Matthew Kuzdzal was sentenced to 50 years in prison for sodomizing and beating his girlfriend’s five-year-old son to death in their West Side apartment last year.
Kuzdzal beat Eain Clayton Brooks with such force that the boy’s skull fractured, leading to his death two days later.
State Supreme Court Justice Christopher J. Burns, who presided at the jury trial last mont, handed down the sentence this morning.
The 27-year-old Kuzdzal was convicted of second-degree murder and predatory sexual conduct against a child in connection with Eain’s death following the Sept. 15, 2013, attack in the Albany Street apartment.
A medical examiner testified that the fatal injury required significant force, comparable to a fall from a 20-story building.
The boy also had bruises on his back and shoulders, abrasions on his hips and injuries in and around his rectum.
In his closing statement at the trial, Assistant District Attorney James Bargnesi dismissed the Kuzdzal’s testimony at trial that he pushed Eain hard toward the bathtub after the boy wet himself and refused to take a shower, causing him to fall backward and hit his head on the tub.
Bargnesi told the jury that the prosecution was not required to prove when the fatal head injury occurred, acknowledging that he couldn’t say exactly when it happened after Brooks left the apartment before 2 p.m. to run errands.
But he said the injury and Kuzdzal’s failure to seek immediate treatment showed a depraved indifference for Eain’s life.
“You push a 5-year-old so hard that he hits his head against the tub and suffers a fractured skull, knocking him out, leaving him gasping for air and suffering a seizure, and you don’t call immediately for help?” he asked.
Bargnesi cited Dr. Katherine F. Maloney, Erie County’s associate chief medical examiner, who testified that the boy died from blunt impact injuries to the head, including a fractured skull, and that without rapid treatment, his chances for survival were poor.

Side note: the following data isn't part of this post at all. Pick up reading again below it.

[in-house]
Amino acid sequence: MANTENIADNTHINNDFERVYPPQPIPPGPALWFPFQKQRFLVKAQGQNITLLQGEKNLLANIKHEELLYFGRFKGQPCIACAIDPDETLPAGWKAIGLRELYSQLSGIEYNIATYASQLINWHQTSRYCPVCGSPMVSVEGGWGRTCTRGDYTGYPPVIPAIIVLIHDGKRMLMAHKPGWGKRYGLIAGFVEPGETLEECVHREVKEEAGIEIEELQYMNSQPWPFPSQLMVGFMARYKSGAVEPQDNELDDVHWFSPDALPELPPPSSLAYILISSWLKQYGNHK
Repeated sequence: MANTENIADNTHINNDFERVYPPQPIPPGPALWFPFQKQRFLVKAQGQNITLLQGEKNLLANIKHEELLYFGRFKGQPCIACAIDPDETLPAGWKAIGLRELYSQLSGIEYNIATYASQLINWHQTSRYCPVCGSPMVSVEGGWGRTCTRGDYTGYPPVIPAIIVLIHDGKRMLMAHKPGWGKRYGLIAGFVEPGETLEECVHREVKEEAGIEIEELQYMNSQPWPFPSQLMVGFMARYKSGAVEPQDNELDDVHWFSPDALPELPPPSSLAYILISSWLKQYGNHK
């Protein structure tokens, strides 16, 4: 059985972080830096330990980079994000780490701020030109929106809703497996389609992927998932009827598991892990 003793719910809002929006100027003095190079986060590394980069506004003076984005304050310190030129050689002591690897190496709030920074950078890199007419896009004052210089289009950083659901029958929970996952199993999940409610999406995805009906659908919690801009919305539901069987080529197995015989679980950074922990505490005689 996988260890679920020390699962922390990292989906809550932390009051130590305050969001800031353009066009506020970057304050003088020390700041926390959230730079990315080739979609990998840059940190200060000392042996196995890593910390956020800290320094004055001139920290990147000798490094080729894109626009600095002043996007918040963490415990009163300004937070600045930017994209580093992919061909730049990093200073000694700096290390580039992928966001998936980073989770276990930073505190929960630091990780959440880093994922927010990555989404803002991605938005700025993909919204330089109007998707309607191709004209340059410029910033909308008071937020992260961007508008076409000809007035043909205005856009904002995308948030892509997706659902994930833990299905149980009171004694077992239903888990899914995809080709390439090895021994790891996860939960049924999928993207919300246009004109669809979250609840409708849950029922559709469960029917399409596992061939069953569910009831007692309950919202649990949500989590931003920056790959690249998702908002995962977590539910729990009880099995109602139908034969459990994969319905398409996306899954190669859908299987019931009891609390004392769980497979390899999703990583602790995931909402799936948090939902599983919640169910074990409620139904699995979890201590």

The prosecutor also cited the bruises found on Eain’s back and shoulders, the abrasions on his hips, and injuries in and around his rectum, which were not there when his mother left the apartment.
Bargnesi noted that doctors at Women and Children’s Hospital said Eain’s body temperature was so low when he was brought there after Kuzdzal called 911 around 7:30 p.m. that he must have been injured hours earlier.
The prosecutor suggested that the boy was injured between 4 and 5 p.m., which he said coincided with the doctors’ estimate and with a lapse in Kuzdzal’s texting with friends earlier that afternoon about buying heroin.
Kuzdzal admitted at trial that he used heroin daily at the time and had shot up the morning that Eain was injured.
He also testified that he pushed Eain toward the tub before 7 p.m. and that he spent the next half-hour trying to revive Eain, before texting Brooks at 7:25 p.m. to tell her that the boy had fallen and asking her what to do. He then called 911.
Kuzdzal admitted he had lied to police and Brooks the night of the injury when he told them that Eain had fallen down the basement stairs while carrying down the laundry.
He changed his story during a Sept. 18 interview with homicide detectives after one of them showed him photos of Eain’s anal injuries. He then told them about the alleged bathtub incident and was charged with murder.
After the verdict, Robin Hart, Nora Brooks’ mother, said her grandson’s death could have been prevented. She blamed her daughter and Erie County Child Protective Services for failing to act on her complaints during the eight months before Eain’s death about Kuzdzal’s alleged abuse of the boy.
District Attorney Frank A. Sedita III rejected calls for his office to prosecute Brooks for her alleged failure to prevent the sexual assault and fatal attack on Eain.
“Ms. Brooks did not participate in the defendant’s crimes, did not assist the defendant in committing these crimes, and was not present when the crimes occurred,” he said after the verdict.
He added that she is not criminally responsible for Eain’s death and that there is not sufficient evidence that proves she committed any other crime.
He noted that Brooks cooperated in the investigation of Eain’s death and was a vital prosecution witness at the trial.